Meanwhile, I also find the balloon curious in and of itself. Mostly because there’s not many sorts of gasses with which a balloon can be filled to float. Hydrogen and helium are the only real choices. And I’m forced to wonder which sort this particular balloon was. There’s no way that either one could provide enough upwards force to lift Pooh, but helium was still fairly rare in the early 1900’s (the book was written in 1926). As such, it’s entirely possible that this balloon was filled with explosive hydrogen (think Hindenburg disaster). Only a few years earlier, New York passed a city ordinance banning hydrogen balloons as someone lit some decorative hydrogen balloons at a city function which badly burned a city official.
The next scene has Pooh overeating at Rabbit’s house and then getting stuck on the way out. I’ve never understood why Rabbit seems to have a dozen jars of honey. Seems a bit excessive. And why, upon getting stuck, did they not immediately reverse course and have Pooh use the back door which is much more Pooh sized? I suspect Rabbit dug the hole to his burrow so why not dig around Pooh and get him out? Nope. Can’t do that. Instead they cruelly let him starve for days. Weeks? Months? Who knows?
However, this scene does introduce us to Gopher who I’ve always had a fondness for. I’m a sucker for puns and every piece of misunderstanding of his comes in this form. Similarly, his token line of “I’m not in the book, you know?” refers both to a phone directory as well as the original source material. Did phone books even exist in 1926? I feel like at that point you’d just dial the switchboard to be connected.
The third chapter is the blustery day. This one isn’t one that I remembered much of, except the phrase “Happy Windsday” which I still say frequently if we have a windy Wednesday.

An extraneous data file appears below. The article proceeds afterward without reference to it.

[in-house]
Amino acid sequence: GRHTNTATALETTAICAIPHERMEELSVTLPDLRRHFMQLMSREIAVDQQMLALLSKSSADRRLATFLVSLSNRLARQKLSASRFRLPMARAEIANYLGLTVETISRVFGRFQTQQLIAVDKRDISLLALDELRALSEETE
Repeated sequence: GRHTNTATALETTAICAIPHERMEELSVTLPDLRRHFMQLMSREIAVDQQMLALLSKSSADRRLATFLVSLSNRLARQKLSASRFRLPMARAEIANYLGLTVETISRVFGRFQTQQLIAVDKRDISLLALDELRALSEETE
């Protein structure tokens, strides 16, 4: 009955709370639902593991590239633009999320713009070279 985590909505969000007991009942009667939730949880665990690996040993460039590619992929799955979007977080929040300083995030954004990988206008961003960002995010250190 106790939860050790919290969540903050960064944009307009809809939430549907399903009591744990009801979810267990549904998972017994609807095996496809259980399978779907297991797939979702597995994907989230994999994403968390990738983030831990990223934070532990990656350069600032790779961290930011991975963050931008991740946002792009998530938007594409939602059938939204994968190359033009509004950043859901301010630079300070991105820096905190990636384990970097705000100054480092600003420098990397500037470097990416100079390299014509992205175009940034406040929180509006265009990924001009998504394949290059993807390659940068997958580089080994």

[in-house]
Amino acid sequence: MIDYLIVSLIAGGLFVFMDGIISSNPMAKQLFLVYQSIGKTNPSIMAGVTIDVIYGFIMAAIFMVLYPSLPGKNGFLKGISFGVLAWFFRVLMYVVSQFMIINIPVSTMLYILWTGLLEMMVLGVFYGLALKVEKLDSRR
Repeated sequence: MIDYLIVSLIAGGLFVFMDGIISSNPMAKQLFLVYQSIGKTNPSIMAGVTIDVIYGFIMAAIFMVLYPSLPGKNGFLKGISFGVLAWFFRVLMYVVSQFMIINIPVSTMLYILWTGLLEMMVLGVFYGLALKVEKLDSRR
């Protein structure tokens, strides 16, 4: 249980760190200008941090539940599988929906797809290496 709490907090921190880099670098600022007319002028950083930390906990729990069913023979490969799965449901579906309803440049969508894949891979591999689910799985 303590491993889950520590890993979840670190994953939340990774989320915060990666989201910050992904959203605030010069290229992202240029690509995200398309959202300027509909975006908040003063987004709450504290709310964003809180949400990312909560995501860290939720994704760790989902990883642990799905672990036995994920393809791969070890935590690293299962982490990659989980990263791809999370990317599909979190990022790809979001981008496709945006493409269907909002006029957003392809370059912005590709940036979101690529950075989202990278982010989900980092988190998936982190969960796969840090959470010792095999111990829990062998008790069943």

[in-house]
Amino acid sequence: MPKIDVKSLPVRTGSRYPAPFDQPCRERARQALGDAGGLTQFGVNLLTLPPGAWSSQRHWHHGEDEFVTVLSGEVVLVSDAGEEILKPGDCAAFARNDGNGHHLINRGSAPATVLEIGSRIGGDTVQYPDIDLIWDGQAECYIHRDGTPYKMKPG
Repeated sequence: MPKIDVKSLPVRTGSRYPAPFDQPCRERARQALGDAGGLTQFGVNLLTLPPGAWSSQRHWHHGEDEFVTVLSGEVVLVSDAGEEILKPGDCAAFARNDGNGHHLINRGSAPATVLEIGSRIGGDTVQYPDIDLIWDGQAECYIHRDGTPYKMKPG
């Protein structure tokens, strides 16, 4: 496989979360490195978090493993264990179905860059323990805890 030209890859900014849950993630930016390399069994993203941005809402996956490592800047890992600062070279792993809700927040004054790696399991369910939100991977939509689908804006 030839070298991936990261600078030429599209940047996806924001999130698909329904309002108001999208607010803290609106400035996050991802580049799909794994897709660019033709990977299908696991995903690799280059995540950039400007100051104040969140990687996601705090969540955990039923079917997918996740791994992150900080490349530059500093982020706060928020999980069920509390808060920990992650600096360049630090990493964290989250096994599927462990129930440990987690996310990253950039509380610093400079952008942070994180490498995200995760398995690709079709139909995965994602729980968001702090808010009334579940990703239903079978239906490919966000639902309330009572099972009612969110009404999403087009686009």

Owl gets his tree blown over and his home destroyed but seems surprisingly nonchalant about it.
That night Tigger is introduced who warns Pooh about the heffalumps and woozles, which gives him nightmares. Which gave me nightmares. Seriously. Their scene is super acid trippy. Reminds me of the pink elephant scene in Dumbo.
Next up we get the Hundred Acre wood flood. Where everyone’s home is destroyed. Oh noes. Meanwhile, all these toy animals are getting wet which seems like a good way to get a lot of mold growing in them. Probably not best to have them around kids anymore. Which makes me think of the Velveteen Rabbit in which the toy in that book was to be burned to prevent it from reinfecting its owner. Cheerful, right? (Spoilers: The fairies save it by turning it into a real rabbit.)
Tigger bounces too many people and they decide to abandon him in the forest overnight to scare the bounce out of him. But then Rabbit and Pooh get lost instead and there’s terrifying things like screaming caterpillars. As a side note, I’ve generally hated camping. I wonder why.
Having not learned his lesson, Tigger bounces himself into a tree which does very nearly scare the bounce out of him. But he then decides otherwise. So… lesson learned?
The Christopher Robin is sent away to boarding school and the toys are left out in the forest.
Why is it snowing on this blog?